Unlocking Connection

I had a mindblowing lightbulb moment yesterday. I think I’ve found the (light) switch that turns on my sense of connection to other people.

What Is Connection?

I absolutely love the feeling of connection with other people. It’s a really special thing.

Unfortunately, that feeling would come and go, seemingly for no real reason.

I’m now wondering – what’s the average percentage of time for people to feel connected to each other? I imagine there’s a full spectrum of experience…

Some (unfortunate) people feel isolated and alone most of the time – very rarely connected. And other (lucky) people will feel connected to others almost all the time.

I have intermittent depression and I’m a drug addict (God, it’s still a bit painful admitting that, but it’s important I’m honest).

When my mood is low, I often get a strong urge to isolate myself from others. And as my drug use became more problematic, I hid that part of myself away from others too. At times, I even shut myself away from my own wife!

I’m quite introverted to begin with. I really enjoy time on my own and I find social situations quite draining. Usually, a few hours in the company of others is my limit… and then I need to spend time on my own again to relax and recharge my batteries.

But I really come alive in 1:1 chats with people where we both listen intently and talk about issues which feel meaningful. In other words, not just everyday smalltalk.

For me, listening seems to be at the heart of connection. Actually, it’s more than just listening, let me try to expand…

For me, connection to others involves:

  • Listening carefully to what the other person is saying
  • Maintaining an attitude of empathy and kindness
  • Being non-judgemental
  • Wanting the best for the other person

Does that make sense? Do you get what I mean? Am I missing any important elements of connection?

The Cause of Disconnection

When I feel disconnected from others, my thoughts and attention are turned inward. I become concerned mainly with my own thoughts and feelings.

When I feel this way, other people often feel a little threatening… and that feeling is at the root of the social anxiety I often experience.

It’s fear… fear of others… fear that I’m going to be judged. Fear that I’m not good enough.

This fear and disconnection can become a vicious spiral…

I feel a little low / fearful… so I tend to build a psychological barrier against others… my thoughts and attention turn inwards… which only exacerbates the unpleasant feelings of depression and isolation.

I’d often crave a sense of connection with others, but felt unable to break through that barrier of fear and self-analysis.

The Cure

Yesterday, the focus at our 12 Steps meeting was love. In our fellowship, we have an unconditional positive regard for our fellow addicts. We want the best for them. We want to help them recover. And we listen carefully to each other as we share our stories. This is what I mean by “love”.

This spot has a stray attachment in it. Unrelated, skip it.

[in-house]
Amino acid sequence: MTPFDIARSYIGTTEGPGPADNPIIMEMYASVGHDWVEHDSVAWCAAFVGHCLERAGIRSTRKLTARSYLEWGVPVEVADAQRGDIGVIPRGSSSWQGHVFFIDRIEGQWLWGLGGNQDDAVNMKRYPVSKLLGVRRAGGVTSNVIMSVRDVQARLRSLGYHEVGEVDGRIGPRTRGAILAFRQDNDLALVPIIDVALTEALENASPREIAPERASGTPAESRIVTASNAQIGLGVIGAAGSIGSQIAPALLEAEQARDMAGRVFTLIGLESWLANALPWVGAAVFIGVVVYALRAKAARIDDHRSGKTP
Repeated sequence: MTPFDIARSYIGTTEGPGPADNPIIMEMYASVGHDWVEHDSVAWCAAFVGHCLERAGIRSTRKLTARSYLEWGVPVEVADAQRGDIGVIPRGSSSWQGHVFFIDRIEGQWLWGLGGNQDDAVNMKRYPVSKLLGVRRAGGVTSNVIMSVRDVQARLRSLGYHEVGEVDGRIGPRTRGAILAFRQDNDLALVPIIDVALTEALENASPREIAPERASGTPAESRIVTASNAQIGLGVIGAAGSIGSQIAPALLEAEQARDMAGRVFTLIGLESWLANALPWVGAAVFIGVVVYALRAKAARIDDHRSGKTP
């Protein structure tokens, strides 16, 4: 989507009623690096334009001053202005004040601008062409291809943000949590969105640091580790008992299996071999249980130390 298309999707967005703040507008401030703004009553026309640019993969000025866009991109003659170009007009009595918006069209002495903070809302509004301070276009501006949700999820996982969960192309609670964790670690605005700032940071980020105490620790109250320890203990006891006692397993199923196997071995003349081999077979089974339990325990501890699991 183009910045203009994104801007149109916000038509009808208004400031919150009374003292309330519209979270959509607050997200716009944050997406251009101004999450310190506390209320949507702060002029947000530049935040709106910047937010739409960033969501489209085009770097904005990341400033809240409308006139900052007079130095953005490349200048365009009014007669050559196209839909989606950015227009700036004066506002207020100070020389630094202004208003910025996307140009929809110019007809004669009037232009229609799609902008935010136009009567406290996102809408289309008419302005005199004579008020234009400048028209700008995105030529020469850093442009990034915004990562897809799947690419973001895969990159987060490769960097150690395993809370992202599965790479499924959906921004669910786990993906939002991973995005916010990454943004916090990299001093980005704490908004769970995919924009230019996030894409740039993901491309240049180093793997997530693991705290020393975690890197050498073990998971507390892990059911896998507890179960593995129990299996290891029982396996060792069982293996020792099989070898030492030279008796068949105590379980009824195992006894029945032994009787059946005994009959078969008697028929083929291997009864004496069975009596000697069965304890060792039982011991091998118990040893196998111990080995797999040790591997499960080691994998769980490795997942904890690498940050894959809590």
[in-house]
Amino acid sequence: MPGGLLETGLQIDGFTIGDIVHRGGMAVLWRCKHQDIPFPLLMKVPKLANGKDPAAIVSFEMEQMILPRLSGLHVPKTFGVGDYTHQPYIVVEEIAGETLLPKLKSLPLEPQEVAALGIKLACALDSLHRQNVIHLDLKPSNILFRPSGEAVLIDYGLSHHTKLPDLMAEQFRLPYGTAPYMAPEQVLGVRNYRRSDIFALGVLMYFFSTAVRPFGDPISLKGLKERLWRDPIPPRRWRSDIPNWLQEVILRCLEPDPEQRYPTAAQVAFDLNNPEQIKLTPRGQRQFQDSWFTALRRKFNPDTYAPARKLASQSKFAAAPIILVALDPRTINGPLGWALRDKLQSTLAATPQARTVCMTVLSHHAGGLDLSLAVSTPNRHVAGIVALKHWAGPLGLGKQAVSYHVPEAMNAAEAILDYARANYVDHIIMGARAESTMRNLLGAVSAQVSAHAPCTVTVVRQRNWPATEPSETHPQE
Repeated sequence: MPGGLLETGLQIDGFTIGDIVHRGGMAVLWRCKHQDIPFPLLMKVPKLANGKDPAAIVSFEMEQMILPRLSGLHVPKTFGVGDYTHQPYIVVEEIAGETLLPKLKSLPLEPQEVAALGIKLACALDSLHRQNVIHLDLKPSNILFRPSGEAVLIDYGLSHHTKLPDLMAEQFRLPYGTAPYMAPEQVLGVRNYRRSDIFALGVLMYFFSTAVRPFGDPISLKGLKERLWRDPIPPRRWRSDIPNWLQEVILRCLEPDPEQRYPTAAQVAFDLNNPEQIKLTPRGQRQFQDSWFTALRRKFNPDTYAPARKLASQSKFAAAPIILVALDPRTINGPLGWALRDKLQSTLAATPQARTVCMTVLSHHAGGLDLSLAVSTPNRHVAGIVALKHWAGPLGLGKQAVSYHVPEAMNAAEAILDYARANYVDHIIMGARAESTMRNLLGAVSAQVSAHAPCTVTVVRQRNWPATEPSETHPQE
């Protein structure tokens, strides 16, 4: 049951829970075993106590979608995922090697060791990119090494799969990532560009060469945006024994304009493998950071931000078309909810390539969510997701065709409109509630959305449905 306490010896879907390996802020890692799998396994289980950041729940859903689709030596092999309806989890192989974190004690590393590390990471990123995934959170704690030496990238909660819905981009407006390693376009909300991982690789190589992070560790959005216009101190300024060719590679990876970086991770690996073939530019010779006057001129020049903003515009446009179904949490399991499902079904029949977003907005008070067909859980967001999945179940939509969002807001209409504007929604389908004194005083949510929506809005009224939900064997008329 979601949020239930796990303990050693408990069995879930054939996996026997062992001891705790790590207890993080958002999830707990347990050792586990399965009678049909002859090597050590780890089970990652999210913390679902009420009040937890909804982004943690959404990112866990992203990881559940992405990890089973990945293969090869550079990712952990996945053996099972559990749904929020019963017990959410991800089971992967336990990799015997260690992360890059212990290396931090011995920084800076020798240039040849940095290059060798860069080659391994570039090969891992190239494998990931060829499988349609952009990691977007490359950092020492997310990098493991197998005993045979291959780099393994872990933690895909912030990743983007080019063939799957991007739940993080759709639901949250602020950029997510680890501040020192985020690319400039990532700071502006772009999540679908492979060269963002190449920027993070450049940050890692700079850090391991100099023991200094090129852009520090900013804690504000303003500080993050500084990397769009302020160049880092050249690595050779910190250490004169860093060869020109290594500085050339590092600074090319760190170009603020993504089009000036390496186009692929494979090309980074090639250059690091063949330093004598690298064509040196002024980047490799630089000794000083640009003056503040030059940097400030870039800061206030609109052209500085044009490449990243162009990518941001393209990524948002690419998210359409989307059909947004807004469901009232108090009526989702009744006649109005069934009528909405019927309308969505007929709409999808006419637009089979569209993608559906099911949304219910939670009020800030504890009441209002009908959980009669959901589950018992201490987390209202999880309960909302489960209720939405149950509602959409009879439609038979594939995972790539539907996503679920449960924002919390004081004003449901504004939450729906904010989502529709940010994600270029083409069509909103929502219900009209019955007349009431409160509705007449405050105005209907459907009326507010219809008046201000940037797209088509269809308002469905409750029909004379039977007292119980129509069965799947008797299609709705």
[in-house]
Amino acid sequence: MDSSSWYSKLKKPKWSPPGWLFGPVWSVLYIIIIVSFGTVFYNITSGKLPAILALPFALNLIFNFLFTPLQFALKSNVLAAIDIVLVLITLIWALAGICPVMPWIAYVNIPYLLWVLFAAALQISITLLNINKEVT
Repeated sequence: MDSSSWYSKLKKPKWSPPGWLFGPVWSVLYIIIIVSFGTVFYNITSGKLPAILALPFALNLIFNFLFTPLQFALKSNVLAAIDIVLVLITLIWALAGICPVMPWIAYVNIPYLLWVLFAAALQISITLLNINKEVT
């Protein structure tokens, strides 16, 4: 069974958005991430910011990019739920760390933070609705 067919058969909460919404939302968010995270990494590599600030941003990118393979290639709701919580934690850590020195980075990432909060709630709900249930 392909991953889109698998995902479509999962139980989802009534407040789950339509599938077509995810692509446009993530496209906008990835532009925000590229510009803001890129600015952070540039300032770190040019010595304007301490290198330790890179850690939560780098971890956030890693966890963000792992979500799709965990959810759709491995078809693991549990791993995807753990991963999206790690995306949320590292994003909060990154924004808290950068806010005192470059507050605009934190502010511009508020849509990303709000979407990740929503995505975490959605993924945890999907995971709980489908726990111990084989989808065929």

There’s a saying I’ve heard often at 12 Steps meetings but not quite fully understood…

“We only keep what we have by giving it away.”

I thought that phrase meant that if we want to stay clean and sober, it’s important to help other addicts. But the cynical part of me kinda dismissed this idea as merely a handy way to increase the membership of the 12 Steps fellowship and therefore keep the organisation alive.

But now I see this very differently. I think that quote is talking about love and connection.

Here’s what I realised…

“We only stay connected with others when we give away our love.”

Bollinger, R. (2019)

This is the cure for feeling isolated and disconnected! Rather than focussing inwards and waiting for a feeling of love and connection to magically appear, we have to create it ourselves!

When we feel a sense of love and compassion towards others, it is us that feels love.

If you want to feel love and connection with others, then you have to generate a feeling of love and connection towards someone else.

You have to give away the feeling of love to someone else, in order to keep it yourself.

This strikes me as gob-smackingly profound. It’s fucking amazing!

When I make myself feel love, empathy, compassion and warmth towards another person, suddenly my heart opens up.

Say goodbye to introverted introspection. Gone is the social anxiety. Gone is the fear of others.

Say hello to feeling connected and experiencing a deep sense of love.

“You cannot feel love and fear at the same time. So if you want to feel connected to others, make yourself feel love towards someone else. Your fear (social anxiety) and sense of isolation will evaporate.”

Bollinger, R. 2019

I’ve realised that I can no longer wait around passively for a feeling of love and connection to come over me. I have to make it happen by giving away my love to someone else.

This one realisation has the potential to massively change the way that I relate to other people.

For the 2-3 weeks when I experienced drug-induced psychosis, I had virtually zero social anxiety. I felt very connected to all aspects of myself, and almost as strongly connected to other people (when I paid them close attention).

Sadly that feeling faded as the psychosis worse off. And my social anxiety gradually returned.

But now, thanks to this realisation I’ve had about love and connection, I feel hopeful that I can banish that fear of others and my social anxiety.

I’ve found the key to unlocking a new mode of being which will bring so much more joy and love into my life.

I no longer need to feel afraid of others! I can connect with people at will!

Now that is pretty fucking awesome.